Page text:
With regard to FIG. 6, the output rod 26C may be connected to extend leftward from the left end of the topmost link 24C, so that the output rod 26C retracts upon actuation of the device. The lever assembly and latch function and their overtemperature lockout function are substantially as described with reference to FIG. 5.

A further embodiment of the invention, depicted in FIGS. 7-9, includes the SMA linear actuator 20D, substantially as described previously. The housing 22D of the actuator is placed within a opening 42 of a bracket assembly 43, the actuator 20D being constrained thereby to translate only in a direction parallel to the output link 26D. The housing 22D is pinned to a mechanical ground, as shown by reference numeral 41, so that the actuator 20D is immobilized and the bracket assembly may translate laterally. When the actuator 20D is activated by applying electrical current through its SMA wires, the output rod 26D extends to the right, as shown in FIG. 9, and translates the bracket assembly 43 rightward in concert therewith.

Integral with the bracket assembly 43 is an output link 44 extending parallel to the output rod 26D. One end 45 of the link 44 is received within the opening 46 of a load connector 47, which is joined to a load device. A pivoting latch arm 48 is secured to the end 45 and positioned to engage or disengage the connector 47. A passive SMA wire 49 extends along the link 44, one end connected to the latch arm 48 and the other end connected to the bracket assembly 43. As shown in FIG. 10, the SMA wire 49 is connected to the latch arm at a point proximate to the latch arm pivot 52, so that a small amount of contraction of the wire 49 will cause sufficient rotation of the latch arm 48 to achieve disengagement. The latch arm is maintained in an engaged position with the load connector 47, as shown in FIG. 7, by a spring 51, so that the load connector is normally engaged by the latch arm 48 and activation of the actuator 20D drives the bracket assembly, output link 44, and load connector 47 to the right, as viewed in FIG. 7.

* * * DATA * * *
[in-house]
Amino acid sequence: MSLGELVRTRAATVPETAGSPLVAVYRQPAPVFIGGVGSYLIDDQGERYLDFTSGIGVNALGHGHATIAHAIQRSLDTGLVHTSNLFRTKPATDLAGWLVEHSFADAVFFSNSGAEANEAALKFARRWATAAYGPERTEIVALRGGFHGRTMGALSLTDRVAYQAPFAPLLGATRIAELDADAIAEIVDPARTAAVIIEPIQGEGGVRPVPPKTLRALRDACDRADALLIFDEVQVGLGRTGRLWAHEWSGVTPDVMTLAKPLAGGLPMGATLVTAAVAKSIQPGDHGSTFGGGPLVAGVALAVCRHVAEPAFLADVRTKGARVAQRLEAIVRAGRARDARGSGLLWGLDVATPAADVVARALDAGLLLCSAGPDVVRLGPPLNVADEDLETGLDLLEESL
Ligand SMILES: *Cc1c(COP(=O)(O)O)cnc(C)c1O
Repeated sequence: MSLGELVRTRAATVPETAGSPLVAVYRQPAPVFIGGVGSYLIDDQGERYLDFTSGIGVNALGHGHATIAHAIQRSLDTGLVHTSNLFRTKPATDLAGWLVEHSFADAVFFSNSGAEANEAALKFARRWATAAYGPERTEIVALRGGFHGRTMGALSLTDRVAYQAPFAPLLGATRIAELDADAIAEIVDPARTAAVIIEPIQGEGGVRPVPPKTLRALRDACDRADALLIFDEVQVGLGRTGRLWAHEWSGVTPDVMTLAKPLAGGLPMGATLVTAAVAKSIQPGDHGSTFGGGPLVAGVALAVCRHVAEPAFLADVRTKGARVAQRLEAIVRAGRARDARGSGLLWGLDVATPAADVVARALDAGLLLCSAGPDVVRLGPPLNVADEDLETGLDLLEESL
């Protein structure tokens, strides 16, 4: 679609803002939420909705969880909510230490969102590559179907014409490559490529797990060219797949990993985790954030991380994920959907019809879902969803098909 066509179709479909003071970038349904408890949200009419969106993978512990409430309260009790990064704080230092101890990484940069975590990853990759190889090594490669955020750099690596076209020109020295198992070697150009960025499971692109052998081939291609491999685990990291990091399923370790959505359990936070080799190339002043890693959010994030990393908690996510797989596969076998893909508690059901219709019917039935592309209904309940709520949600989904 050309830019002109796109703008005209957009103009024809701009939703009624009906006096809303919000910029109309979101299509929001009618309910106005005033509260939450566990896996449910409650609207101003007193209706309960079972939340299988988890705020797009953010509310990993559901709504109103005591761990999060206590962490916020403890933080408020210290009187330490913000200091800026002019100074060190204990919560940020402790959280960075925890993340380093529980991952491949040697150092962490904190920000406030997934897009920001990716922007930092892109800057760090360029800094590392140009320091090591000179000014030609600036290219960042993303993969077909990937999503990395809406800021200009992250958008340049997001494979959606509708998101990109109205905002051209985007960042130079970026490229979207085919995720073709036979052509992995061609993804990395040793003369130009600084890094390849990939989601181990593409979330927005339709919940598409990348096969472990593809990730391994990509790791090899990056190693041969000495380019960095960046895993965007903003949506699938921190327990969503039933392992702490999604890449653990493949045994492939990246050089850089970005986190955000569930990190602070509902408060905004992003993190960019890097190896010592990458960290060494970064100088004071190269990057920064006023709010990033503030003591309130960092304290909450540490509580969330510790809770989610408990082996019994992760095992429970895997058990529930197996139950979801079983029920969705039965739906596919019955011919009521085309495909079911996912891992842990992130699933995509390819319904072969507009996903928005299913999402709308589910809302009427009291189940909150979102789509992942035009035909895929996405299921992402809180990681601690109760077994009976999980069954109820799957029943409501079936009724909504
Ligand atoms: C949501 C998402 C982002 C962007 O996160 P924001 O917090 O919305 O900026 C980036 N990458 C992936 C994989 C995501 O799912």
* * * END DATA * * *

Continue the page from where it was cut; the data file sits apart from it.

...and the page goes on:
However, if the passive SMA wire 49 is exposed to a heat source having a temperature greater than its phase transition temperature, the wire 49 will contract spontaneously and pull the latch arm 48 from the engaged position of FIGS. 7 and 10 to the disengaged position of FIGS. 8 and 11. Once the latch arm 48 is disengaged (FIG. 8), spontaneous activation of the actuator 20D will cause the output rod 26D to push the bracket assembly 43 to the right but, being uncoupled from the load, will not translate the load. Thus an overtemperature condition cannot cause unintentional movement of the load.

As noted previously, the passive wire 49 may have a phase transition temperature that is below that of the SMA wires 27D of device 20D, so that the latch 47 is certain to release before the wires 27D are spontaneously activated by the ambient overtemperature condition. Additionally or alternatively, the wire 49 may be positioned to be exposed to any anticipated heat source.

Another embodiment of the invention, depicted in FIGS. 11-13, includes a plurality of sliding links 51 in a stacked array and having a plurality of SMA wires connected therebetween (not shown), as described previously with respect to FIGS. 1 and 2. An output rod 52 extends from the top link of the stack, which is disposed to retract upon activation of the actuator and translate to the right as viewed in FIG. 12. The links 51 are secured within the interior space 53 of a housing 54. The housing 54 has a horseshoe configuration, and the interior space 53 provides clearance for the links 51 to move to their activated position, as shown in FIG. 12.